Official websites use .gov
A .gov website belongs to an official government organization in the United States.

Secure .gov websites use HTTPS
A lock ( ) or https:// means you’ve safely connected to the .gov website. Share sensitive information only on official, secure websites.

UGA Marine Extension and Georgia Sea Grant Prepare Communities for Hurricanes

By: Emily Woodward, Georgia Sea Grant

Using information gathered from focus groups in coastal communities, University of Georgia (UGA) Marine Extension and Georgia Sea Grant is working with researchers from the National Center for Atmospheric Research to better understand how to communicate hurricane risks so that the public will take necessary precautions before a storm.

“Storm surge is often the deadliest and most destructive part of a hurricane,” said Jill Gambill, community resilience specialist with UGA Marine Extension and Georgia Sea Grant. “When a hurricane threatens a community, it is important for coastal residents to understand the risks from storm surge and know what to do to be safe.”

Focus group members in Beaufort, S.C., Brunswick GA., and Savannah, GA. were asked about their knowledge of storm surge, to reflect on their experience during Hurricane Matthew in 2016, and to analyze experimental maps and animations created by the research team that depicted a hypothetical storm surge forecast.

“The discussions revealed reasons why people might not evacuate, challenges in forecast comprehension and new ways to visualize hurricane risks,” Gambill said.

For example, some focus group participants did not evacuate during Hurricane Matthew because they weren’t aware of the potential for storm surge flooding. Others didn’t leave due to caring for pets and dependent family members, and some waited until it was too late to safely leave.

Feedback from the communities is driving the development of a set of outreach tools, including videos, infographics, handouts and social media messages to raise public awareness of vulnerabilities to major storms.

The focus groups are part of a larger research project funded by the National Science Foundation and Georgia Sea Grant called “Communicating Hazard Information in the Modern Environment,” which aims to improve how hazardous weather risks are communicated as a way to reduce harm and enhance resilience.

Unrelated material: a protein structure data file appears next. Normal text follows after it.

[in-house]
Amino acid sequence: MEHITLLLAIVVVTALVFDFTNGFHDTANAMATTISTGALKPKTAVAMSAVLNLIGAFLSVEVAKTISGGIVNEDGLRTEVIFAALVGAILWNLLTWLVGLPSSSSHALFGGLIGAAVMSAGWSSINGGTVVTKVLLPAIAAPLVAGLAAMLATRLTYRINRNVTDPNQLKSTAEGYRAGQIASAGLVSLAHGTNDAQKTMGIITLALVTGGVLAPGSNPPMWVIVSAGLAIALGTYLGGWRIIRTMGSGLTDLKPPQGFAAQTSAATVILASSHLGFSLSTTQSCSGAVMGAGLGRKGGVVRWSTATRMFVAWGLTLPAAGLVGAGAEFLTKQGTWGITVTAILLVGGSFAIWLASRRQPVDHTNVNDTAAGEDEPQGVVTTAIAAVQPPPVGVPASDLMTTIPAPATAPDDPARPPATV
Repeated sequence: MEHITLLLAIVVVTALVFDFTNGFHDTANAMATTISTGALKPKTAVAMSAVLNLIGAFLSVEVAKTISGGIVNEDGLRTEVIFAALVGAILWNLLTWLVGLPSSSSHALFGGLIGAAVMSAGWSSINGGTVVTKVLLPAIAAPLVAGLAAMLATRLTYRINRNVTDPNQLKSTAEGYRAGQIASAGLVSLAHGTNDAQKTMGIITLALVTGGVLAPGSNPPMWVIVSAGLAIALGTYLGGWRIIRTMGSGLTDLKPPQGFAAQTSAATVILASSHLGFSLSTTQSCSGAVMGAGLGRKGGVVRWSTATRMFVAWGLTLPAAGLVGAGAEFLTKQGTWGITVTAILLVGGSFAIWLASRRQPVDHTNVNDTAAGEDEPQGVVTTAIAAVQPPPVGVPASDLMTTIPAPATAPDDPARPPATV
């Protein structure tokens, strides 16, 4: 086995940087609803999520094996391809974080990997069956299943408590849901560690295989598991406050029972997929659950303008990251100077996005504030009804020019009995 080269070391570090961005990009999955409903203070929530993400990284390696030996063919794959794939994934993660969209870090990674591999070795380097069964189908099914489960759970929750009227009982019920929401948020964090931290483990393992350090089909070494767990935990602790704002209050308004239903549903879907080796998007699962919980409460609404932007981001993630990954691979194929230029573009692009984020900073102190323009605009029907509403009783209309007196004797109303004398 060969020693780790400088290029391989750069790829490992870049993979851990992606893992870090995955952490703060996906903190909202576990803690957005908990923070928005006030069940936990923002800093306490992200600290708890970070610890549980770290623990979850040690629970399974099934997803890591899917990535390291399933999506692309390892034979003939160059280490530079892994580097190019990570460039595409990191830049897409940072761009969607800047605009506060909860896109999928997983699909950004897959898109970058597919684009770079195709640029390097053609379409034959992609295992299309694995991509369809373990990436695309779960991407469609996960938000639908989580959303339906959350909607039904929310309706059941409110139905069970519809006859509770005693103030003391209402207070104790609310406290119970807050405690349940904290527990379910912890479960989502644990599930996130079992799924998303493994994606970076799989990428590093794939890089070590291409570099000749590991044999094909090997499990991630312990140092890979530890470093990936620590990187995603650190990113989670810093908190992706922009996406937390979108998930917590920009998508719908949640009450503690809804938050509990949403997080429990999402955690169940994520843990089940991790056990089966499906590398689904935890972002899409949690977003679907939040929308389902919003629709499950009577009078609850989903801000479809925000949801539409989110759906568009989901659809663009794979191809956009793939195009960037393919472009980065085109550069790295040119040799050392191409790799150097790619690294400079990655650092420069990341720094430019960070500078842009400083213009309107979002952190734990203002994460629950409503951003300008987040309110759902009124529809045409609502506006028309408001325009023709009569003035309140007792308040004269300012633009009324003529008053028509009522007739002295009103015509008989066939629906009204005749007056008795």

Some of the messages were circulated in September as Hurricane Irma approached the U.S. mainland. UGA Marine Extension and Georgia Sea Grant shared the products with local governments, the Georgia Emergency Management Agency and coastal residents.

The storm surge products received widespread positive feedback from meteorologists, elected officials, local and federal government staff, researchers and extension specialists.

“The materials from UGA Marine Extension and Georgia Sea Grant were wonderful to have during Hurricane Irma evacuation,” said Jones Hooks, executive director of Jekyll Island Authority. “Having the detailed information on hand was useful in our storm communications.”

Hooks shared the storm surge graphics with his staff as the storm approached.

The messages were re-circulated by the National Weather Service in Atlanta and Charleston, as well as featured in articles in local media.

Related Posts

Virginia Sea Grant Launches the USDA and NOAA-Supported Aquaculture Information Exchange Online Community Platform

The Aquaculture Information Exchange (AIE) online community platform website is now live and open for new user registrations. The AIE represents a joint effort between NOAA’s National Sea Grant Office, NOAA’s Fisheries Office of Aquaculture, USDA’s Agricultural Research Service (ARS), USDA’s National Institute of Food and Agriculture (NIFA), and Virginia Sea Grant.

Read More >
Image of Capitol Hill with a bright blue cloudless sky and blooming cherry blossom tree in the right corner
Academia to Government

Sea Grant Announces the 2024 Class of the John A. Knauss Marine Policy Fellowship

The National Oceanic and Atmospheric Administration’s (NOAA) National Sea Grant College Program (Sea Grant) is pleased to announce the finalists for the 2024 class of the John A. Knauss Marine Policy Fellowship program. The 85 early-career professionals selected will be placed in federal government offices throughout Washington, D.C., and join the over 1,600 individuals who have participated in the program since its inception in 1979.

Read More >
Image of plastic debris on Oregon’s Clatsop Beach by Tiffany Woods | Oregon Sea Grant.

Sea Grant announces funding opportunities to support community-engaged marine debris removal and prevention

Sea Grant announces $19 million in federal funding opportunities to address the prevention and removal of marine debris. These opportunities are a component of nearly $3 billion in targeted investments for NOAA in the areas of habitat restoration, coastal resilience and weather forecasting infrastructure through the Infrastructure Investment and Jobs Act.

Read More >
Scroll to Top